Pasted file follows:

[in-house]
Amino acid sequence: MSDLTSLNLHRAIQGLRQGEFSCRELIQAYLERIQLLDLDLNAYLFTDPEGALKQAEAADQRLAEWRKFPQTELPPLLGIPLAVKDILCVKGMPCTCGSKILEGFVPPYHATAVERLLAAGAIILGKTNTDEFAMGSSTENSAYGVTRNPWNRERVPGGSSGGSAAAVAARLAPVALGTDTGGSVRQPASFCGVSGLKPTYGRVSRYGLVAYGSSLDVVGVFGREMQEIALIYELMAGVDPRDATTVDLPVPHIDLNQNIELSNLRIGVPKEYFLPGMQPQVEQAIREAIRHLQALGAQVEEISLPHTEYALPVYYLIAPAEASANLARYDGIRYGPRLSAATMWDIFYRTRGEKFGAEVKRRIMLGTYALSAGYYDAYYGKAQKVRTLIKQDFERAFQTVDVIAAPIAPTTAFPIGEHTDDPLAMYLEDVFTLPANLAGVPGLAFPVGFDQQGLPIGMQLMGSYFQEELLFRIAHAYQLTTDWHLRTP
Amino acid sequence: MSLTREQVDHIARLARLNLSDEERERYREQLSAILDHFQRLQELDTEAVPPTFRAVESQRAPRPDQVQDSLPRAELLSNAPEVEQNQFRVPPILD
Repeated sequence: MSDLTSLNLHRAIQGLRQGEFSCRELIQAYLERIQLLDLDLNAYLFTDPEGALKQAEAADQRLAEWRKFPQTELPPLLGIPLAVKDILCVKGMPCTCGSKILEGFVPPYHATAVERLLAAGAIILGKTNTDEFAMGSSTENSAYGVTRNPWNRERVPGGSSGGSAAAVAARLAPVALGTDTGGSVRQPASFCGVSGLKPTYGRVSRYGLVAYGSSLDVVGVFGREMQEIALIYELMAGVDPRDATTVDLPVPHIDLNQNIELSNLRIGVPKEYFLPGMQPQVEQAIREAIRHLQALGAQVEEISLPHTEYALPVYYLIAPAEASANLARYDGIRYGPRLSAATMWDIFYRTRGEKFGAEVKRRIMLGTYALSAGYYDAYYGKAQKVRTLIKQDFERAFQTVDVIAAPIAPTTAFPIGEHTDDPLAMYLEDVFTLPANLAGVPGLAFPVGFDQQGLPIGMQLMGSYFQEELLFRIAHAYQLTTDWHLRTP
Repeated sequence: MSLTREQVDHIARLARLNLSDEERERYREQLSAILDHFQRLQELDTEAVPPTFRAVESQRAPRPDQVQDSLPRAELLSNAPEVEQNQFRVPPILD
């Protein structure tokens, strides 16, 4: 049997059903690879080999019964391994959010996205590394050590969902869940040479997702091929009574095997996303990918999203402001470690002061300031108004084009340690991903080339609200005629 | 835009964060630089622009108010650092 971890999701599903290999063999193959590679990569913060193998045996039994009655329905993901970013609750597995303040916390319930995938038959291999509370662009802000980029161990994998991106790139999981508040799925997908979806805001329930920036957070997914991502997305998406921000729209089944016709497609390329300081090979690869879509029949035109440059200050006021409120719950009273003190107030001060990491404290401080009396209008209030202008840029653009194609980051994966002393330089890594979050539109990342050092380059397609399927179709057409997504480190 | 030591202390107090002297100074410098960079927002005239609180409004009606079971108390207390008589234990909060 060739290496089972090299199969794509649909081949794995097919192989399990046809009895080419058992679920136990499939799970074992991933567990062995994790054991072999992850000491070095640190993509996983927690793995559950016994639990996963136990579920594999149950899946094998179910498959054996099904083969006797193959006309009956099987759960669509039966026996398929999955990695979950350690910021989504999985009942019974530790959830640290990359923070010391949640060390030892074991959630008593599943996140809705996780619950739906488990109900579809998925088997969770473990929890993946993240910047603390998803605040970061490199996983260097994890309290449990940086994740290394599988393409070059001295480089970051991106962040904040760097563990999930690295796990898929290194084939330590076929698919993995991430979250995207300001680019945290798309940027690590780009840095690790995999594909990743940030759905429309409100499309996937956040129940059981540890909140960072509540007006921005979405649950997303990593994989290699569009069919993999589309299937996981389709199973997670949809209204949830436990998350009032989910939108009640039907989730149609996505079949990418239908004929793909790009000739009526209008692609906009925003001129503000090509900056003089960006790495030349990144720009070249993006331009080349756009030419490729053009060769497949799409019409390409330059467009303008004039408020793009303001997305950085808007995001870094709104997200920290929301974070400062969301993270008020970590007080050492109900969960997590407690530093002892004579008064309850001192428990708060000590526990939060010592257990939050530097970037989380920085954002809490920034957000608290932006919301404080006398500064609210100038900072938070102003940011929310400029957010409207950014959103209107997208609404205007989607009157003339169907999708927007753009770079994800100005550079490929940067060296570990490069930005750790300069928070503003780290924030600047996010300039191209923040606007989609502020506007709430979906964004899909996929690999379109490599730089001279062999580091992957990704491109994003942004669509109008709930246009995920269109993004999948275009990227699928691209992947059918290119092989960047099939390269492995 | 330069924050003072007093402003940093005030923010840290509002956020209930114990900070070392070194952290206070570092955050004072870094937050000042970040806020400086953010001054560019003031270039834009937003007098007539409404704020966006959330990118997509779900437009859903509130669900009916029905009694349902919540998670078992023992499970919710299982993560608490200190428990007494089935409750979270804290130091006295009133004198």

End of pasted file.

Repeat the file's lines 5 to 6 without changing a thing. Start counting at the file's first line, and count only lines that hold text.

Repeated sequence: MSLTREQVDHIARLARLNLSDEERERYREQLSAILDHFQRLQELDTEAVPPTFRAVESQRAPRPDQVQDSLPRAELLSNAPEVEQNQFRVPPILD
């Protein structure tokens, strides 16, 4: 049997059903690879080999019964391994959010996205590394050590969902869940040479997702091929009574095997996303990918999203402001470690002061300031108004084009340690991903080339609200005629 | 835009964060630089622009108010650092 971890999701599903290999063999193959590679990569913060193998045996039994009655329905993901970013609750597995303040916390319930995938038959291999509370662009802000980029161990994998991106790139999981508040799925997908979806805001329930920036957070997914991502997305998406921000729209089944016709497609390329300081090979690869879509029949035109440059200050006021409120719950009273003190107030001060990491404290401080009396209008209030202008840029653009194609980051994966002393330089890594979050539109990342050092380059397609399927179709057409997504480190 | 030591202390107090002297100074410098960079927002005239609180409004009606079971108390207390008589234990909060 060739290496089972090299199969794509649909081949794995097919192989399990046809009895080419058992679920136990499939799970074992991933567990062995994790054991072999992850000491070095640190993509996983927690793995559950016994639990996963136990579920594999149950899946094998179910498959054996099904083969006797193959006309009956099987759960669509039966026996398929999955990695979950350690910021989504999985009942019974530790959830640290990359923070010391949640060390030892074991959630008593599943996140809705996780619950739906488990109900579809998925088997969770473990929890993946993240910047603390998803605040970061490199996983260097994890309290449990940086994740290394599988393409070059001295480089970051991106962040904040760097563990999930690295796990898929290194084939330590076929698919993995991430979250995207300001680019945290798309940027690590780009840095690790995999594909990743940030759905429309409100499309996937956040129940059981540890909140960072509540007006921005979405649950997303990593994989290699569009069919993999589309299937996981389709199973997670949809209204949830436990998350009032989910939108009640039907989730149609996505079949990418239908004929793909790009000739009526209008692609906009925003001129503000090509900056003089960006790495030349990144720009070249993006331009080349756009030419490729053009060769497949799409019409390409330059467009303008004039408020793009303001997305950085808007995001870094709104997200920290929301974070400062969301993270008020970590007080050492109900969960997590407690530093002892004579008064309850001192428990708060000590526990939060010592257990939050530097970037989380920085954002809490920034957000608290932006919301404080006398500064609210100038900072938070102003940011929310400029957010409207950014959103209107997208609404205007989607009157003339169907999708927007753009770079994800100005550079490929940067060296570990490069930005750790300069928070503003780290924030600047996010300039191209923040606007989609502020506007709430979906964004899909996929690999379109490599730089001279062999580091992957990704491109994003942004669509109008709930246009995920269109993004999948275009990227699928691209992947059918290119092989960047099939390269492995 | 330069924050003072007093402003940093005030923010840290509002956020209930114990900070070392070194952290206070570092955050004072870094937050000042970040806020400086953010001054560019003031270039834009937003007098007539409404704020966006959330990118997509779900437009859903509130669900009916029905009694349902919540998670078992023992499970919710299982993560608490200190428990007494089935409750979270804290130091006295009133004198």